Zabit Magomedsharipov in his UFC debut

Zabit Magomedsharipov enjoyed a large amount of success as a martial artist before he even stepped foot in an MMA cage. Starting off his training at the ripe age of ten, Zabit would compete in youth wrestling and kickboxing from a young age and competed in Wushu and Tae Kwon Do during his early years. After a bountiful spell as a Wushu player in Russia and throughout Europe, Zabit decided to make the switch in 2012 to start his MMA career.

In the early stages of his MMA career, Magomedsharipov compiled a 6-1 record before he signed to one of the premier Russian promotions at ACB. During his time at ACB, he would go on a rampage with six straight wins, his last three wins being a Grand Prix final, title win, and subsequent title defense. Of those six wins at ACB, not a single one made it to the scorecards.

A special blend

His finishes and overall composure in the cage are completely unconventional for a Dagestani fighter. Zabit’s length and reach at 145lbs was an odd combination for a region that is bustling with stocky and powerful wrestling machines. Although the kickboxing isn’t ‘foreign’ to most Russian fighters, Zabit’s blend of lightning-quick roundhouses and adept boxing catapulted his way to the top of Russian MMA. By the spring of 2017, the UFC was already taking notice of Magomedsharipov’s exploits as he would go on to sign a contract in May of this year.

Upon his UFC debut, it was up for debate if Zabit’s composure against top class opposition would still hold as he faced a game opponent in Mike Santiago. In his ACB days, the way in which he expended energy to land pinpoint accurate shots, using parries as a way to ‘bounce’ into his next roundhouse or jab, made him a nightmare match-up for any opponent. The only thing that changed upon his entrance to the octagon was his aggression, as he constantly pressed forward. The audacity to attempt a ‘Showtime’ kick in a UFC debut seems like a horrible decision most of the time, but for Magomedsharipov, that was only the appetizer.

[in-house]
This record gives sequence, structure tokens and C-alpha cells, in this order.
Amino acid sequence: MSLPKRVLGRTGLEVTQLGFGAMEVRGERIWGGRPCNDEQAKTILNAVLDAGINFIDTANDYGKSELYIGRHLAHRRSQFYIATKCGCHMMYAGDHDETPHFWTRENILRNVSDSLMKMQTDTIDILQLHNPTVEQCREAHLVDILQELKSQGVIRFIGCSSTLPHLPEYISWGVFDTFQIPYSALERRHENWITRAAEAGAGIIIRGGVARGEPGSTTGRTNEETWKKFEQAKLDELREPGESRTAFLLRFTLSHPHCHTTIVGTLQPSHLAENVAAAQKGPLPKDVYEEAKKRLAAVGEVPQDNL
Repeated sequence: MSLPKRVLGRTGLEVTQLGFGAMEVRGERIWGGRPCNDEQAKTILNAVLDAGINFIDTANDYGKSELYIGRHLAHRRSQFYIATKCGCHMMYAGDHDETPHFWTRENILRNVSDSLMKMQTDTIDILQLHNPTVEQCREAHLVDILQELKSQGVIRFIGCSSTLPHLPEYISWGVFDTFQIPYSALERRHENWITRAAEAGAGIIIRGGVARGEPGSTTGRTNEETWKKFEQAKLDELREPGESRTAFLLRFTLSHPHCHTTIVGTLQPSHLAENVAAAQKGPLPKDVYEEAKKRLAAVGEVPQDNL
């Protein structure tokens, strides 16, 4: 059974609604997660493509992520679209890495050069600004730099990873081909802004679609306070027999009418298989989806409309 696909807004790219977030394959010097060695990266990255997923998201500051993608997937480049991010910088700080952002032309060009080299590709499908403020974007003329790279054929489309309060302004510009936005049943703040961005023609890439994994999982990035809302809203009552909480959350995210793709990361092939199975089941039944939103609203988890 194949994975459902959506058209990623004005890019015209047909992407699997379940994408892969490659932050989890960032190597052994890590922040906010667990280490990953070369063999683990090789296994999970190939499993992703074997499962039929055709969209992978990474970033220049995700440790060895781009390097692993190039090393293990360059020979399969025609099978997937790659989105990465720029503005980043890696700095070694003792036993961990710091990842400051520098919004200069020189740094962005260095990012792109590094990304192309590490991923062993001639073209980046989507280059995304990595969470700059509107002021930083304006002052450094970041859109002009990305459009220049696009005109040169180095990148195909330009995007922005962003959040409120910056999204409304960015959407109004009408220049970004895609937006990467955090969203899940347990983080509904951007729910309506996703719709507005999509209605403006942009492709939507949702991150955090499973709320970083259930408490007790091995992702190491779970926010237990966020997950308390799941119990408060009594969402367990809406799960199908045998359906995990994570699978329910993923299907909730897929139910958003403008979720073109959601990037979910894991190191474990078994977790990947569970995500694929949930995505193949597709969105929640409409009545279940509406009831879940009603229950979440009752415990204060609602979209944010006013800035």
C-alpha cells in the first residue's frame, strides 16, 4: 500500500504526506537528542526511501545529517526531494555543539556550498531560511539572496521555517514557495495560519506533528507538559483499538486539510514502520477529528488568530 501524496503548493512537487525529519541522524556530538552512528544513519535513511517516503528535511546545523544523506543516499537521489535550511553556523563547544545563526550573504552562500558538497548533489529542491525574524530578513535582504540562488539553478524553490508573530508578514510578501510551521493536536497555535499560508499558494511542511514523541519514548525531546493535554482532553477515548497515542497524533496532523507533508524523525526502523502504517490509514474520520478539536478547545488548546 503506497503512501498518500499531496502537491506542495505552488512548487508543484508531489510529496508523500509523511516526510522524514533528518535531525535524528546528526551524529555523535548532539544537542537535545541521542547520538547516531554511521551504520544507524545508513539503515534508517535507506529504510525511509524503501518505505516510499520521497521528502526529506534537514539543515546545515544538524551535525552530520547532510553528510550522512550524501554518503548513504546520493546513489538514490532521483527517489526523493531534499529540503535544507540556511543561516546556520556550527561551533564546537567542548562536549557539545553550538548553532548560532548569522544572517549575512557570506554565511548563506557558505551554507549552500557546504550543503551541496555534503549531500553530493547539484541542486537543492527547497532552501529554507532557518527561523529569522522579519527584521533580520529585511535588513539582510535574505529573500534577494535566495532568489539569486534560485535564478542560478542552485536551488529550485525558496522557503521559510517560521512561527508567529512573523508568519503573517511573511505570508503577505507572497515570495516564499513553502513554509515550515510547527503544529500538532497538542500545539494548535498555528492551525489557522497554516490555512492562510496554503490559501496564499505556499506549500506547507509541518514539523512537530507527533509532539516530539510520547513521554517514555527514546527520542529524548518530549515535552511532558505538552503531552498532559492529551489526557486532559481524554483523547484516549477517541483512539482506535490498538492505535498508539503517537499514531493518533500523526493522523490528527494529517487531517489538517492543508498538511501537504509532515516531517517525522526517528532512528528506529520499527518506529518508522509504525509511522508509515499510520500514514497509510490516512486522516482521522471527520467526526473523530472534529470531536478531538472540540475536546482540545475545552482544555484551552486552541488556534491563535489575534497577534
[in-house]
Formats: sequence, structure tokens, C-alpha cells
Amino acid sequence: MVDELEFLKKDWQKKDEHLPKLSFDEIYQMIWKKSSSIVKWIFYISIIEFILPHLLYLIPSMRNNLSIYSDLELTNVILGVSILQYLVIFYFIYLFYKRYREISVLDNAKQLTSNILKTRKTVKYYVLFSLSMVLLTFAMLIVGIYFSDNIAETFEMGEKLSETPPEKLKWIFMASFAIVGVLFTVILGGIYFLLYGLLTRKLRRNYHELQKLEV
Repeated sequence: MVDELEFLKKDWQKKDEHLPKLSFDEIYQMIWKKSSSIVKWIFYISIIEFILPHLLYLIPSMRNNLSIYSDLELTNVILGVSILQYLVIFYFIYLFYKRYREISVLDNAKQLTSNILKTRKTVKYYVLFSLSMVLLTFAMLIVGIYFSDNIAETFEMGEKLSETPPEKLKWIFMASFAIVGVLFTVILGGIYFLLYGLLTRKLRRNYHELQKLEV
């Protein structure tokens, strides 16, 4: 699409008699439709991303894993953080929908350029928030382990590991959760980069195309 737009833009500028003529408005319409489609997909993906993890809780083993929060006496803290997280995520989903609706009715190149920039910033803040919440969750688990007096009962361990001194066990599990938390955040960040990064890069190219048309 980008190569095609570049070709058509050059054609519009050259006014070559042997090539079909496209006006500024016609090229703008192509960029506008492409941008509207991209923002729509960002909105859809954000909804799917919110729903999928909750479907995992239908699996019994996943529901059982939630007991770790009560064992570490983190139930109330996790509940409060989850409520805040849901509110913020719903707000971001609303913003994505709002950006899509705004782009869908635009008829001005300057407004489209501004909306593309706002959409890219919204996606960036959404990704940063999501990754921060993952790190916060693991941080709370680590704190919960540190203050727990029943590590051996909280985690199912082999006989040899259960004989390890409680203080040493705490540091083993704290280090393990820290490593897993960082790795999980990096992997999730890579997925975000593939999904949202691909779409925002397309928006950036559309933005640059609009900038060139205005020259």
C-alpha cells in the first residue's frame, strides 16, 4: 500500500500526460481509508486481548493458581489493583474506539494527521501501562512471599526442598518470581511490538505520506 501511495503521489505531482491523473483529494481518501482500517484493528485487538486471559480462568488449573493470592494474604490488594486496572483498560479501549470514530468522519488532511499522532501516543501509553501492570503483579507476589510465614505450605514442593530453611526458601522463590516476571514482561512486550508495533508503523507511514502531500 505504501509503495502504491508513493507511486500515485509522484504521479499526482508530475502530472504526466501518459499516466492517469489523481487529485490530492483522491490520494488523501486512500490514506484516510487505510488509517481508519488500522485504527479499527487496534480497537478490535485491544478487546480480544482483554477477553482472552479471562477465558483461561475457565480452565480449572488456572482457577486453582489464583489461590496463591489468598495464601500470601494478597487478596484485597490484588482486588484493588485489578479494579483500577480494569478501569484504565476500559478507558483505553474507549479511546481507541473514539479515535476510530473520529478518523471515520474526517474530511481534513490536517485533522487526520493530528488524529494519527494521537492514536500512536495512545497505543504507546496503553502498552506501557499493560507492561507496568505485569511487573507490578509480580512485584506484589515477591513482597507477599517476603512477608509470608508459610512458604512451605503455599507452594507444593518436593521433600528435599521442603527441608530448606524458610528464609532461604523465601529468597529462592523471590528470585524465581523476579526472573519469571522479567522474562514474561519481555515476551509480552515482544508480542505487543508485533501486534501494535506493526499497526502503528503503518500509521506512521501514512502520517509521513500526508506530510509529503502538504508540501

Zabit Magomedsharipov attempts a 'Showtime' kick in his UFC debut

The first round of his fight with Santiago was every bit of a striking clinic. Before Zabit even got a chance to set his feet, he was already planting off his back foot to land lead head kicks and followed up with a spinning back kick to the head or body. His balance in the cage during round two also earned impressive marks. In one motion, he was able to slip out of a single leg takedown from Santiago by using that same leg to land a knee to the head as he slipped out over the top of the grip. Magomedsharipov has developed a reputation for showing something new in his game every time his number is called. His illustrious debut in the biggest promotion in the sport was no different.

Perfecting the craft

Magomedsharipov’s pedigree as a martial artist is unrivaled in comparison to even the most decorated fighters in his division. The multi-time Russian Wushu champion has made a career of adapting his game to the environment. As his transition to the UFC became apparent, he made the move to Toms River, New Jersey, in an attempt to sharpen his skills from all angles, and the results have been visible.

In his last fight with the UFC, Magomedsharipov showed some advanced offensive wrestling that enabled him to keep the fight where he wanted. The clinch exchanges were tailor-made for his coaches to walk him through every transition. The underhooks, head control, and wrist control all worked seamlessly as Zabit’s corner called for transitions. This layer of his game was simply nonexistent during his ACB days where some fights were stalled due to the inability to create separation.

Magomedsharipov will start his second fight with the company on yet another UFC Fight Pass card. For Zabit, taking his second fight for the company in two months is no easy task. The year hiatus after his switch from ACB might be a factor in that decision. Regardless of time, he will be looking to make another example out of UFC newcomer Sheymon Moraes. The former WSOF talent never got his hands on gold during his tenure but he is more than battle tested with a 9-1 record. Moraes’ only loss came against the hands of Marlon Moraes two years ago.

Leave a Reply

Your email address will not be published. Required fields are marked *